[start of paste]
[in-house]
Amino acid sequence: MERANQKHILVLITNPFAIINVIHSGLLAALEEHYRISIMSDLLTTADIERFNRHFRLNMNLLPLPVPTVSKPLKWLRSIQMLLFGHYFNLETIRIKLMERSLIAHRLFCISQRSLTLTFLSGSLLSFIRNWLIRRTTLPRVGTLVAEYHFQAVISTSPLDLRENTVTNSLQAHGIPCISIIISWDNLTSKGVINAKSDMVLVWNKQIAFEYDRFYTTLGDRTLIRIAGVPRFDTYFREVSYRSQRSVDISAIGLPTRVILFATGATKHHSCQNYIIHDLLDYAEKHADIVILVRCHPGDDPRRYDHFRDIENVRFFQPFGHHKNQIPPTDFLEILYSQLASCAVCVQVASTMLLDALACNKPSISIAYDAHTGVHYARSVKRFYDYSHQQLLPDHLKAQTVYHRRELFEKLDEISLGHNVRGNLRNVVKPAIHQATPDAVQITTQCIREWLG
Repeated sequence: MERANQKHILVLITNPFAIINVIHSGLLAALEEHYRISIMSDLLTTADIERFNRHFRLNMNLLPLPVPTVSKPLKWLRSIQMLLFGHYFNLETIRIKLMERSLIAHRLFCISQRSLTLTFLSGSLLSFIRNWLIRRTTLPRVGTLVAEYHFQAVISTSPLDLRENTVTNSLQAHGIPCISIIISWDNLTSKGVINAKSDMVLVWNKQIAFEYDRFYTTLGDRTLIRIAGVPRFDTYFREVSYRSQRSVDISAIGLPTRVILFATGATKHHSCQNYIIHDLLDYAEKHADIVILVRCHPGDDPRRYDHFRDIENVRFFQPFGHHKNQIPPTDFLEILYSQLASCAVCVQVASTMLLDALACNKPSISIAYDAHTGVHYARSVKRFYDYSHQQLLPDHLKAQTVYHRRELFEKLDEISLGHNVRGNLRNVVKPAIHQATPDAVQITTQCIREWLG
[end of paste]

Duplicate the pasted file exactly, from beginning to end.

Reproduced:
[in-house]
Amino acid sequence: MERANQKHILVLITNPFAIINVIHSGLLAALEEHYRISIMSDLLTTADIERFNRHFRLNMNLLPLPVPTVSKPLKWLRSIQMLLFGHYFNLETIRIKLMERSLIAHRLFCISQRSLTLTFLSGSLLSFIRNWLIRRTTLPRVGTLVAEYHFQAVISTSPLDLRENTVTNSLQAHGIPCISIIISWDNLTSKGVINAKSDMVLVWNKQIAFEYDRFYTTLGDRTLIRIAGVPRFDTYFREVSYRSQRSVDISAIGLPTRVILFATGATKHHSCQNYIIHDLLDYAEKHADIVILVRCHPGDDPRRYDHFRDIENVRFFQPFGHHKNQIPPTDFLEILYSQLASCAVCVQVASTMLLDALACNKPSISIAYDAHTGVHYARSVKRFYDYSHQQLLPDHLKAQTVYHRRELFEKLDEISLGHNVRGNLRNVVKPAIHQATPDAVQITTQCIREWLG
Repeated sequence: MERANQKHILVLITNPFAIINVIHSGLLAALEEHYRISIMSDLLTTADIERFNRHFRLNMNLLPLPVPTVSKPLKWLRSIQMLLFGHYFNLETIRIKLMERSLIAHRLFCISQRSLTLTFLSGSLLSFIRNWLIRRTTLPRVGTLVAEYHFQAVISTSPLDLRENTVTNSLQAHGIPCISIIISWDNLTSKGVINAKSDMVLVWNKQIAFEYDRFYTTLGDRTLIRIAGVPRFDTYFREVSYRSQRSVDISAIGLPTRVILFATGATKHHSCQNYIIHDLLDYAEKHADIVILVRCHPGDDPRRYDHFRDIENVRFFQPFGHHKNQIPPTDFLEILYSQLASCAVCVQVASTMLLDALACNKPSISIAYDAHTGVHYARSVKRFYDYSHQQLLPDHLKAQTVYHRRELFEKLDEISLGHNVRGNLRNVVKPAIHQATPDAVQITTQCIREWLG